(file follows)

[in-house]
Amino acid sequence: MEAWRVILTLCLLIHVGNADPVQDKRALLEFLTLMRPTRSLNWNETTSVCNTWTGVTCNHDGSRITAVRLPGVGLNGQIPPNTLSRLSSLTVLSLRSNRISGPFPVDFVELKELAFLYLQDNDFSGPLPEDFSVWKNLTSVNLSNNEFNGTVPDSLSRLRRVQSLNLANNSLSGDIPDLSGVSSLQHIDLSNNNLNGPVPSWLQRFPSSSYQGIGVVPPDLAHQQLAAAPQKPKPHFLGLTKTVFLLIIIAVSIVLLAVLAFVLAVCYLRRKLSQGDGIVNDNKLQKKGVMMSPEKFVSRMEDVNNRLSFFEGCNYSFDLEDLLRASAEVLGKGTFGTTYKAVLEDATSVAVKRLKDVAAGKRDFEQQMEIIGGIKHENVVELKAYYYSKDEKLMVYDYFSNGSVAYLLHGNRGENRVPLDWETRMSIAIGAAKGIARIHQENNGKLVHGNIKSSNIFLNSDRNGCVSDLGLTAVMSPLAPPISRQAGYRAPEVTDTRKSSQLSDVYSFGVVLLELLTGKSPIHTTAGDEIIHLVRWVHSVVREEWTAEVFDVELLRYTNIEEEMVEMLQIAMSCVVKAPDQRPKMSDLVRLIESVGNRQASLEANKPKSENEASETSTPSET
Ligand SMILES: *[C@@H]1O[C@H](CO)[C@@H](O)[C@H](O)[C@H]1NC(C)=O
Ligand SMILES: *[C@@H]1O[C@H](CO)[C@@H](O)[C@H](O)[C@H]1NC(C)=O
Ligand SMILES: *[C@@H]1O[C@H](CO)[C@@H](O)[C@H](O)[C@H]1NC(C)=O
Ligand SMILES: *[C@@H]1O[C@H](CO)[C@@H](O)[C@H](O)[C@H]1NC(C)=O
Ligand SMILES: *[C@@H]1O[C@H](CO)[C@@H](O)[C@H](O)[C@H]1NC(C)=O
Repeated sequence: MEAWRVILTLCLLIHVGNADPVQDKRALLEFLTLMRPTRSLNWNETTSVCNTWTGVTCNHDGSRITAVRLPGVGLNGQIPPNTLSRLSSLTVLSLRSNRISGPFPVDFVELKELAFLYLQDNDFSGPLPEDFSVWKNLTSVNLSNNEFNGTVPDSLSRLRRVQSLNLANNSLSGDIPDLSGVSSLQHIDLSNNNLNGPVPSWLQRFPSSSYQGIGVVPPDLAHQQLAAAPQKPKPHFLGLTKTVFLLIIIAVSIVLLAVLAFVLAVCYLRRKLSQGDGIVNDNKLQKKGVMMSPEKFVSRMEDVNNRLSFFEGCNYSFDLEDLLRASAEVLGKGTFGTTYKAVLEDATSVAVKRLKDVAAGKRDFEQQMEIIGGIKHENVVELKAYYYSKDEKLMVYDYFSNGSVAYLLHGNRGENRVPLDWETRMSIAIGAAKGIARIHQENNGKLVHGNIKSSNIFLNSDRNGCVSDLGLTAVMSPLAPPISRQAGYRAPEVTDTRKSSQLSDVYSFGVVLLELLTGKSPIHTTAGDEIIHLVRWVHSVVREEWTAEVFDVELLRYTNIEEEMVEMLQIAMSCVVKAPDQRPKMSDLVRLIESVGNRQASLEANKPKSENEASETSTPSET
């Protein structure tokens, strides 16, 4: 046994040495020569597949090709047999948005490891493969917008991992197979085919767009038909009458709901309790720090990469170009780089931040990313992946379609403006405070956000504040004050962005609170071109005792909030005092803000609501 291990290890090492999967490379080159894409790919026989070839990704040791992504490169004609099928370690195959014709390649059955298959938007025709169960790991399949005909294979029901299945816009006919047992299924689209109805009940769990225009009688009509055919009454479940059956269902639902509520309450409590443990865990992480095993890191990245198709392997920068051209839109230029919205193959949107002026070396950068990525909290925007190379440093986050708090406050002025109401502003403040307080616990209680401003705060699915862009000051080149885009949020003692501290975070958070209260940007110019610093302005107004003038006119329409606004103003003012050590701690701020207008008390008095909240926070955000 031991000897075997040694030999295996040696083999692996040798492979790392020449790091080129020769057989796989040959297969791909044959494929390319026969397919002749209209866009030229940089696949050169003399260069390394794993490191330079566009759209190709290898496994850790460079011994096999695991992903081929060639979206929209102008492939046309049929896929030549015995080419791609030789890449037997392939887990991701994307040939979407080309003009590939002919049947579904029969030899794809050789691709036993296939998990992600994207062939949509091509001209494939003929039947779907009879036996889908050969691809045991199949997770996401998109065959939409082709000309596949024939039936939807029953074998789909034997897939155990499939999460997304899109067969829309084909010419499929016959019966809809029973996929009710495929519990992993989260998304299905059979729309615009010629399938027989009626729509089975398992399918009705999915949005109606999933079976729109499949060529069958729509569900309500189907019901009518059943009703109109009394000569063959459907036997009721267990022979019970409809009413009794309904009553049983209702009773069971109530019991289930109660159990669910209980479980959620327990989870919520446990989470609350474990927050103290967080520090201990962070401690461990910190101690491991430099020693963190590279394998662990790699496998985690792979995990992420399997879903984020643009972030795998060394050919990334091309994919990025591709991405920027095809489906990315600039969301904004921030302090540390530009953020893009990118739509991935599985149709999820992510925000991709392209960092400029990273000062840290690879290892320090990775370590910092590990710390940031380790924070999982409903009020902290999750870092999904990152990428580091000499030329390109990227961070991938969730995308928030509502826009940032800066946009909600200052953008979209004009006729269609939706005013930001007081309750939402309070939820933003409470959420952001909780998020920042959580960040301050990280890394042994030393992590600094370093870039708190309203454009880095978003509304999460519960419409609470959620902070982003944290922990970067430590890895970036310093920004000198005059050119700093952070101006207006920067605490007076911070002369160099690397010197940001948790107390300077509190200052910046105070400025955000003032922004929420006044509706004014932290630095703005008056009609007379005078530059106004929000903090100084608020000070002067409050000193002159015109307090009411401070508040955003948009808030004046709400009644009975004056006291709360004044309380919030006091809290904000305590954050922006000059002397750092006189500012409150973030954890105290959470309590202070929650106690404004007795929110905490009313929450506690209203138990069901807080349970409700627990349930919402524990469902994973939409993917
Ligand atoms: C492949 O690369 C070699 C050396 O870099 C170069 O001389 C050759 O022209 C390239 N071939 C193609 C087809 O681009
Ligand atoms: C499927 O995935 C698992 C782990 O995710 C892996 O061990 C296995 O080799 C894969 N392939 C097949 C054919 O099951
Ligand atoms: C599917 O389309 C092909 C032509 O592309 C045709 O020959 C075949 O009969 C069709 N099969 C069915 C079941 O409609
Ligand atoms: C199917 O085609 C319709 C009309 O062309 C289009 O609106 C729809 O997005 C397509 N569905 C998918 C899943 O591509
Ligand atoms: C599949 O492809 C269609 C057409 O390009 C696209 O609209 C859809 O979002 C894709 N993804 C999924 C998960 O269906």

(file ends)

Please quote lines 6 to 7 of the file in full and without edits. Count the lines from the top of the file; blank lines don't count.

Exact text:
Ligand SMILES: *[C@@H]1O[C@H](CO)[C@@H](O)[C@H](O)[C@H]1NC(C)=O
Ligand SMILES: *[C@@H]1O[C@H](CO)[C@@H](O)[C@H](O)[C@H]1NC(C)=O